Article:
The Financial Crisis and the Liquidity Risk Finance Essay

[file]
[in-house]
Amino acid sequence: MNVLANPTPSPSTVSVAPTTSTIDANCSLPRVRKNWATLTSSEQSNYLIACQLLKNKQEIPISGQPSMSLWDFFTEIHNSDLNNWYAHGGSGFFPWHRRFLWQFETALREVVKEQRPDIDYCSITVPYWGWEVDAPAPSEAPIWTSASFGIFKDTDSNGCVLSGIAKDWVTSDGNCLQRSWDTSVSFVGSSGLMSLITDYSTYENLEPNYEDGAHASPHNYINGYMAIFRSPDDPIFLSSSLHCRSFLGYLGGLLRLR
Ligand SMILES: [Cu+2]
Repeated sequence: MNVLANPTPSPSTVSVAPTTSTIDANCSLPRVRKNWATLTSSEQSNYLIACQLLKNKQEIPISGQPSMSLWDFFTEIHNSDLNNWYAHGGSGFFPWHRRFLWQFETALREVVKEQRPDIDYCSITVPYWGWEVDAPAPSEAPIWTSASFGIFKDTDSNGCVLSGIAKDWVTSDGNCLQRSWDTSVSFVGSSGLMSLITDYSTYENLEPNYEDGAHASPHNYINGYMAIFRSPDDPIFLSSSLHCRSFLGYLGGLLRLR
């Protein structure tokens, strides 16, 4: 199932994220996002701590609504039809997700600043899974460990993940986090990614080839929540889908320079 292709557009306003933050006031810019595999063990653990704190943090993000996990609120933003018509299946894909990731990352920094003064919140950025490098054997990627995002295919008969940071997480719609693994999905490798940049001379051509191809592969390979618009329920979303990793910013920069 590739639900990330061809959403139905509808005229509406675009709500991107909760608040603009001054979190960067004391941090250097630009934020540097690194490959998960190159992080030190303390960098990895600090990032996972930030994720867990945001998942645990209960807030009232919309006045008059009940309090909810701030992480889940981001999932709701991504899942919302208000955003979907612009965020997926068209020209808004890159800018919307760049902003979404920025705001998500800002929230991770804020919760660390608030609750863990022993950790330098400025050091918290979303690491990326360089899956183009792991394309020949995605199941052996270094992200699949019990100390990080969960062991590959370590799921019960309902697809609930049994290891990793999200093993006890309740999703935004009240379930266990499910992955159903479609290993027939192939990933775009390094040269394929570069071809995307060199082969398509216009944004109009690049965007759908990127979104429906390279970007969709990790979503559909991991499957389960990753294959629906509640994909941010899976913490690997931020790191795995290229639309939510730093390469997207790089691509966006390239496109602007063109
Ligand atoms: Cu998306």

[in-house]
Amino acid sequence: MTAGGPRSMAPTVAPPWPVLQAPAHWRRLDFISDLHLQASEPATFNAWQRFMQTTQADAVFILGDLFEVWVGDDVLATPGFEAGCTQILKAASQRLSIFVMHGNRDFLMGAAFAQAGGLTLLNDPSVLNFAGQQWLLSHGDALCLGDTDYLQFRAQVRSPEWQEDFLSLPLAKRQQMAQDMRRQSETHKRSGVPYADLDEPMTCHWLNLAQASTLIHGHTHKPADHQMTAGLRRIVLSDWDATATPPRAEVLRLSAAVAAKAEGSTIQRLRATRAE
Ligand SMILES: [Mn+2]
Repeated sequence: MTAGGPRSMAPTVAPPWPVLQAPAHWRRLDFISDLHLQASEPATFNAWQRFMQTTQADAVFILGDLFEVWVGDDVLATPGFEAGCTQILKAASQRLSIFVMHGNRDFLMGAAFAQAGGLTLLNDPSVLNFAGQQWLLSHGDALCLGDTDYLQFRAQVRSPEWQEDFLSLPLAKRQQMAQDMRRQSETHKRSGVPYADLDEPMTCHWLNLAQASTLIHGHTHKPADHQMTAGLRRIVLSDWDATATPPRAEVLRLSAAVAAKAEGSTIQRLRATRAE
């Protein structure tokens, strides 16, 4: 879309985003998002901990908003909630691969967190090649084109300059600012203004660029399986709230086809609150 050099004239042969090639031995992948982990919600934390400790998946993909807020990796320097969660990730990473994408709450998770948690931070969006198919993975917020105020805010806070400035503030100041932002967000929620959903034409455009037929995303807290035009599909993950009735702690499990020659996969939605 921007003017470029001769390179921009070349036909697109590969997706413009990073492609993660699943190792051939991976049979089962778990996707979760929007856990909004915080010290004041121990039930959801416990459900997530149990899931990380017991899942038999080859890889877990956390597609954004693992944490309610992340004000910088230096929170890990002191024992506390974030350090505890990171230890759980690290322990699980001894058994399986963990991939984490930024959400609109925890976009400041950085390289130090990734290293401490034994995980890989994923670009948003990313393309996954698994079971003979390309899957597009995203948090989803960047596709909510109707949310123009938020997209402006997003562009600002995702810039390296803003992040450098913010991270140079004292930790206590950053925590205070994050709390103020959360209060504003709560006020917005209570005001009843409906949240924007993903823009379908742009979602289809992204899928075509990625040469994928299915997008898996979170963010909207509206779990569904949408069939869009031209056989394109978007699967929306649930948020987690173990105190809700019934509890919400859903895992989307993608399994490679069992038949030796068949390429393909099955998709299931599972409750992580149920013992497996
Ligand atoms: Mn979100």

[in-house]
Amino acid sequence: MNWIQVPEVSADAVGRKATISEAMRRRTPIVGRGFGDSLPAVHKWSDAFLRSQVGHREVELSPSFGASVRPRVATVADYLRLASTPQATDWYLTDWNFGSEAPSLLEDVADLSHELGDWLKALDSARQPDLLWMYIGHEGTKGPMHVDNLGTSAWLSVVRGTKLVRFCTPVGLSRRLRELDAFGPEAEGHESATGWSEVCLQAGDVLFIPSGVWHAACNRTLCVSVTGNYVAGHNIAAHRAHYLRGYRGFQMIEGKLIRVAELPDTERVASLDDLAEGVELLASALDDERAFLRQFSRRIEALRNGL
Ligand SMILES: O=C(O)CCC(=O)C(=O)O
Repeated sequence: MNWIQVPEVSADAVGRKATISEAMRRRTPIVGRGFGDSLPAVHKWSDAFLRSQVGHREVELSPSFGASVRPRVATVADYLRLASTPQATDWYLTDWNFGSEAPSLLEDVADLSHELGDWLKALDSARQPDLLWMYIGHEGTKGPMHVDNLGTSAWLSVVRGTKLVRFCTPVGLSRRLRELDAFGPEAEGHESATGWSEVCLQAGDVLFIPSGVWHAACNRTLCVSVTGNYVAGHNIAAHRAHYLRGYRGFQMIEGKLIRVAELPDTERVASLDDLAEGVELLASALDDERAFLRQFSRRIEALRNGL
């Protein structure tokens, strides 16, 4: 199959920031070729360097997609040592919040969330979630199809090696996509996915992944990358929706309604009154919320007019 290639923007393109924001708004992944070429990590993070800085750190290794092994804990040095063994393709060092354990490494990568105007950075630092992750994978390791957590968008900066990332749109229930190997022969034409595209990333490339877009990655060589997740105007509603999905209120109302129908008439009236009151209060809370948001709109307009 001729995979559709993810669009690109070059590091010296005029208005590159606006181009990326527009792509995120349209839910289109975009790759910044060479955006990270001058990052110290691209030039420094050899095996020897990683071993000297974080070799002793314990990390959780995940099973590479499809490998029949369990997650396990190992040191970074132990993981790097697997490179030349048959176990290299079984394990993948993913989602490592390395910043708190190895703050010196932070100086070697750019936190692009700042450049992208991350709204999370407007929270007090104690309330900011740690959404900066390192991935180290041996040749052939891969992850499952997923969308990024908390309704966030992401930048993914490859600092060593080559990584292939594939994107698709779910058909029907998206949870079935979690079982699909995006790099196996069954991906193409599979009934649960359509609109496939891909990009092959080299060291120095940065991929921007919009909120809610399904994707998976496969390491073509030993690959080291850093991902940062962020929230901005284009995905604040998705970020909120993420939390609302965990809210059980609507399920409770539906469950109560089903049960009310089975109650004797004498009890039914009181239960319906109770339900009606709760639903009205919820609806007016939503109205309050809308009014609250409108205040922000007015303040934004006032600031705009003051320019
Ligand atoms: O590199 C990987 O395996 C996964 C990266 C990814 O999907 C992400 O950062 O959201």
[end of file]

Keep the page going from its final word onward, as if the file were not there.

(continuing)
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Put simply, liquidity risk is ‘the risk stemming from the lack of marketability of an investment that cannot be bought or sold quickly enough to prevent or minimize a loss’ (investopedia). It is useful to determine between two types of liquidity risk: ‘funding liquidity risk’ and ‘market liquidity risk’. The former describes the ease of obtaining funds from other financial institutions or investors. Brunnermeier (2009) differentiates between three different types of ‘funding liquidity risk’: 1) rollover risk, the possibility that it will be expensive or impossible to rollover short term borrowing 2) redemption risk, the risk that depositors withdraw funds and 3) margin/haircut funding risk. The latter regards a situation where an asset is purchased and the buyer uses the purchased asset as collateral and borrows short term against it. As the buyer cannot borrow the assets entire price, they must finance the difference (the margin/haircut) using their own equity capital. Traders tend not to carry much excess capital thus, as margins/haircuts increase; they must sell part/all of the asset. It is the same scenario if depositors begin withdrawing their funds. In order to rollover debt, financial institutions began to rely heavily on short term (commercial) paper (repo contracts). This creates substantial liquidity risk as it is dependent on the market remaining ‘awash with liquidity’ (Brunnermeier, 2009). In each of the above scenarios, the liquidity risk arises when the asset can only be sold at fire-sale prices. This occurs when ‘market liquidity’ is low. The ‘market liquidity risk’ represents the ease of finding a buyer. If liquidity is low then buyers will be more risk averse, as such, unwilling to pay above the odds for an asset. This depresses asset prices, further increasing liquidity risk. Typically, the risk of assets is measured by their return relative to the risk free return (generally the US Treasury Bill rate). In times of crisis this ‘interest rate spread’ widens due to the desire to hold ‘first rate collateral’. In other words, the demand for US Treasury bills increase, depressing the rate, whereas demand for risky assets fall, increasing the rate (Brunnermeier, 2009). In July 2007, Chuck Prince (Citigroup’s then CEO), summarised the significance of liquidity risk in the financial crisis by drawing on Keynes’ analogy between bubbles and musical chairs: “When the music stops, in terms of liquidity, things will be complicated. But as long as the music is playing, you’ve got to get up and dance. We’re still dancing.” (Nakamoto & Wighton, 2007). There was a perceived reduction in liquidity risk of banks in the years preceding the crisis as they moved to a model of ‘originate and distribute’, in addition to financing their assets with short term maturity instruments (Brunnermeier, 2009). The former was supposedly a method to offload risk as it involved banks originating loans, e.g. residential mortgages, pooling these together into diversified portfolios, slicing these portfolios into ‘tranches’ (each tranche represented a different level of risk), and then distributing these loans (in their new securitised form) to various non bank financial institutions (Goodhart). Liquidity risk arises in this situation for various reasons. First of all, as banks intended offloading the loans, they only carried ‘pipeline risk’ thus had little incentive to take due care in approving, processing and monitoring loan applications (Brunnermeier). Secondly, these Collateralised Debt Obligations (CDO) were considered to be ‘off- balance sheet’ thus were not included when determining a bank’s required capital (set at 8% under Basel I) (Goodhart). However, in reality the bank’s risk, through exposure to these SIV’s, was little changed. Often many of these securitised assets were held by conduits which, in turn, were owned by the bank (Goodhart). In addition, buyers of these tranches could also purchase credit default swaps (CDS) which, in exchange for a fee, would insure the buyer against any default (Brunnermier). The structure of bank’s financing further added to the mounting liquidity risk as the investment projects or mortgages (which were typically long term investments) were increasingly financed with short term deposits. To maintain financing for their conduits and SIV’s bank’s issued asset backed commercial paper (ABCP), with typical maturities of 1 to 3 months (Goodhart), creating significant funding liquidity risk if investors stopped buying ABCP. However, in the event that funding for ABCP dried up, the commercial bank granted a ‘liquidity backstop’, exposing the sponsoring bank to significant risk that was not accounted for in the balance sheet (Brunnermier). The increase in liquidity risk through maturity mismatch was also as a result of repo contracts, which was often overnight financing. Under repo contracts a firm would raise funds by selling a collateral asset today with an agreement to repurchase the asset in future (Brunnermeir). Due to the reliance of bank’s on short term financing, any reduction in funding liquidity would cause significant stress on the financial system. In summer 2007 we witnessed a dry up in liquidity for ABCP as investors struggled to value structured products and confidence in rating agency’s eroded (Brunnermier). The constant reiteration that the financial crisis was due to defaults on US subprime mortgages is evident from figure 1 as, following an increase in defaults noted from February 2007, the market for mortgage backed securities collapsed where as other markets remained relatively stable (Brunnermeier). As is evident, liquidity risk played a significant role in the financial crisis and, due to the open economy the United States possesses and its position as a major financial player, many other countries and non US banks were exposed to the US subprime mortgage market. The UK was particularly exposed as RBS and Barclays were the two biggest underwriters of mortgage backed securities in 2007. Both banks were also big lenders of leveraged finance (Timeonline). In addition, HSBC and RBS (through Citizens Bank) have significant presence in the United States. Other UK banks had less exposure to the US mortgage market, however, were heavily reliant on wholesale funding thus were susceptible to liquidity shocks e.g. HBOS (TimesOnline). https://business.timesonline.co.uk/tol/business/industry_sectors/banking_and_finance/article3572658.ece